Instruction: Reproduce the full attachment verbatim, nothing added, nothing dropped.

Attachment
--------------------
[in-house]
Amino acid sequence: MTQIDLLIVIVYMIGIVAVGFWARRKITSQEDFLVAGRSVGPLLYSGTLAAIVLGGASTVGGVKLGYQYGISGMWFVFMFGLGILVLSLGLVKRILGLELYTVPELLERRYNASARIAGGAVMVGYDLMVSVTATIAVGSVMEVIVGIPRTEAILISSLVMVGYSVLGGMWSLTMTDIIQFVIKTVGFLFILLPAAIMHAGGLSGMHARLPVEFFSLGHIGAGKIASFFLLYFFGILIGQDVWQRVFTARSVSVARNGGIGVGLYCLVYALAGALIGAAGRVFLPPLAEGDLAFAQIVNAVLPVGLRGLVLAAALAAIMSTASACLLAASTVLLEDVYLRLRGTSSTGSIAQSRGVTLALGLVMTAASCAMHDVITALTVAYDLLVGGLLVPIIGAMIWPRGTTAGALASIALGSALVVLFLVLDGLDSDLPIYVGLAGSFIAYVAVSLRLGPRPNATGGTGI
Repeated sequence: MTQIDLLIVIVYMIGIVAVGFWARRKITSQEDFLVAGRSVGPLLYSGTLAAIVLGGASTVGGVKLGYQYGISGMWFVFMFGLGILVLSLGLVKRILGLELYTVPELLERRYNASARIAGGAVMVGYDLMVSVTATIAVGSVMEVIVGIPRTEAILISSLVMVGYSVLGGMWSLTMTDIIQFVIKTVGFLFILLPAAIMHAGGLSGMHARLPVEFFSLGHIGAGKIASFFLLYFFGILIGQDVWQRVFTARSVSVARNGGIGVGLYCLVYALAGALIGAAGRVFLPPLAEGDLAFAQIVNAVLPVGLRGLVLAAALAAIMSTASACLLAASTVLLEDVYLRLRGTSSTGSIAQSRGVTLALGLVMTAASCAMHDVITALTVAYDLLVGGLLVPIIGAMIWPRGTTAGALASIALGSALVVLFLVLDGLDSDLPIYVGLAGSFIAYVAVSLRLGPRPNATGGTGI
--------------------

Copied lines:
[in-house]
Amino acid sequence: MTQIDLLIVIVYMIGIVAVGFWARRKITSQEDFLVAGRSVGPLLYSGTLAAIVLGGASTVGGVKLGYQYGISGMWFVFMFGLGILVLSLGLVKRILGLELYTVPELLERRYNASARIAGGAVMVGYDLMVSVTATIAVGSVMEVIVGIPRTEAILISSLVMVGYSVLGGMWSLTMTDIIQFVIKTVGFLFILLPAAIMHAGGLSGMHARLPVEFFSLGHIGAGKIASFFLLYFFGILIGQDVWQRVFTARSVSVARNGGIGVGLYCLVYALAGALIGAAGRVFLPPLAEGDLAFAQIVNAVLPVGLRGLVLAAALAAIMSTASACLLAASTVLLEDVYLRLRGTSSTGSIAQSRGVTLALGLVMTAASCAMHDVITALTVAYDLLVGGLLVPIIGAMIWPRGTTAGALASIALGSALVVLFLVLDGLDSDLPIYVGLAGSFIAYVAVSLRLGPRPNATGGTGI
Repeated sequence: MTQIDLLIVIVYMIGIVAVGFWARRKITSQEDFLVAGRSVGPLLYSGTLAAIVLGGASTVGGVKLGYQYGISGMWFVFMFGLGILVLSLGLVKRILGLELYTVPELLERRYNASARIAGGAVMVGYDLMVSVTATIAVGSVMEVIVGIPRTEAILISSLVMVGYSVLGGMWSLTMTDIIQFVIKTVGFLFILLPAAIMHAGGLSGMHARLPVEFFSLGHIGAGKIASFFLLYFFGILIGQDVWQRVFTARSVSVARNGGIGVGLYCLVYALAGALIGAAGRVFLPPLAEGDLAFAQIVNAVLPVGLRGLVLAAALAAIMSTASACLLAASTVLLEDVYLRLRGTSSTGSIAQSRGVTLALGLVMTAASCAMHDVITALTVAYDLLVGGLLVPIIGAMIWPRGTTAGALASIALGSALVVLFLVLDGLDSDLPIYVGLAGSFIAYVAVSLRLGPRPNATGGTGI